July in St. Louis can be a little uncomfortable. It has been worse than it was before.
July in St. Louis can be a little uncomfortable. Although we’re strong, we can’t stand in front of flaming barbecue pits on July 4 and grill pork steaks outside when it’s 101 degrees outside. But even we know our limits. We reached them in an unreal summer, when the Earth seemed to have shifted its orbit just a few light-minutes closer towards the sun.
This was the summer 1936, when St. Louis experienced an uninterrupted 37-day stretch at 100 degrees or more. It had been an amazing year, but it was not the worst. Many people were still unemployed after the Great Depression. Missouri farmers were eating topsoil in a drought that was straight from the Bible. You could take the edge off in an environment without air-conditioning by taking a cold shower or swimming in a pool. Then you could go back to your normal life and enjoy a delicious pork steak on the grill.
The wealthy boarded air-conditioned trains to travel to Michigan’s lakes or Colorado’s mountains for chateaux. Everyone else improvised. “For the last few nights, hundreds of motorists sought relief from the heat by driving to country and parking in relatively cooler valleys,” said the spokesperson.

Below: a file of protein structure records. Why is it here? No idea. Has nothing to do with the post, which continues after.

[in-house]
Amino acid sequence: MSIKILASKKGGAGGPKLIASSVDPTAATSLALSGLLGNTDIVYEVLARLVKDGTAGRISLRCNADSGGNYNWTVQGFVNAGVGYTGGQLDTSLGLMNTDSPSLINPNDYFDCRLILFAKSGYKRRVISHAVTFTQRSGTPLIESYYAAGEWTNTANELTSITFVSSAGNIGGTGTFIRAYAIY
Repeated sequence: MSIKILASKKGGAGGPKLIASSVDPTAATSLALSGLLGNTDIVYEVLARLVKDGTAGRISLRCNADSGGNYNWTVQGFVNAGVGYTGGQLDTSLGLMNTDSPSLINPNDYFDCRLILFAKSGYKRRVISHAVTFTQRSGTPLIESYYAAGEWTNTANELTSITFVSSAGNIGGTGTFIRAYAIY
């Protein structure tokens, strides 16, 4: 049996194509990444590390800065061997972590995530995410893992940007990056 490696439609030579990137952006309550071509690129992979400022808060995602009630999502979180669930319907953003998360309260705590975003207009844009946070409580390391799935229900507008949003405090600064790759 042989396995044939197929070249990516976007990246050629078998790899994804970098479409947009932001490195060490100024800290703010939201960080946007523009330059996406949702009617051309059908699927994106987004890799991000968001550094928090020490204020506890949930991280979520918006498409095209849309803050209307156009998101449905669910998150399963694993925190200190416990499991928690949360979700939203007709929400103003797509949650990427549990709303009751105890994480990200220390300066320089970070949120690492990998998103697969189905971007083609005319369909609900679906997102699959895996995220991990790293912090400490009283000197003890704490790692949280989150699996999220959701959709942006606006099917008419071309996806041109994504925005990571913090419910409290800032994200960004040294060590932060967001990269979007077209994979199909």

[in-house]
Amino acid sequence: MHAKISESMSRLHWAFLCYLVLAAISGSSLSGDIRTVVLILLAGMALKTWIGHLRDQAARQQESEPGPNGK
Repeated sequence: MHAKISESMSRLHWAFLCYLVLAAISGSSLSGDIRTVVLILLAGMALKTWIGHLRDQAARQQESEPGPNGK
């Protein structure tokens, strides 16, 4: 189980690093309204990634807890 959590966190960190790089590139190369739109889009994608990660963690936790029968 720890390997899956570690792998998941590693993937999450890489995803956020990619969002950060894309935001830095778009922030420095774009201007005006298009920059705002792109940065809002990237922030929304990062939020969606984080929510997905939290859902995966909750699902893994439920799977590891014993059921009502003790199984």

St. Louis Globe and Democrat reported. “A favourite section was in the vicinity of Municipal Airport.” It said that some clever people created a simple DIY system of air-conditioning in a car using dry ice and a bucket. Apartment dwellers who didn’t have cars made their balconies into sleeping areas. Hamilton Avenue tenants were overheated and tried their balconies out Friday night. When they couldn’t sleep they tried their voices. The experiment was made more successful when heat-sufferers joined the fray, and it ended up being a community sing.
They were still hot but their whistles were wet: The water commissioner had earlier reported that St. Louis had almost surpassed its 1930 record of 193,000,000 gallons of water consumed in 24 hours. Water could prove to be just as dangerous as heat. Swimming enthusiasts underestimated the speed at which exhaustion can set in. The GlobeDemocrat highlighted this by listing heatstroke deaths and drowning deaths. Water was the only thing that could end the misery, and it did. Roscoe Nunn (head of the St. Louis Weather Bureau and one of the most quoted public figures that summer) finally announced that rainstorms would provide “considerable relief.” Nunn assured that after the heat wave ended, it would not be common for extremely hot weather to return so late in the season.
He was correct: It rained nearly continuously through September and the average temperatures were well below the normal, much to the delight of all in the town.
Hot in Herre
Other historical heat waves in St. Louis
The St. Louis Star-Times reported that nearly two-thirds (or more) of Americans today were subject to torture similar to living in blast furnaces. By the end, 420 people had already died of heat-related causes.
Although it wasn’t the longest heat wave in St. Louis, it did produce the hottest day ever recorded: July 14, 117° East St. Louis.
Heat waves in a post-A/C world aren’t nearly so deadly. In July 1980, air conditioning was only available in the City Hospital’s emergency room and ICU. Dr. Richard Hudgens sent a letter to St. Louis Post-Dispatch, pointing out that conditions were the same as during the 1954 heat wave. The city installed an emergency cooling system in July 1980.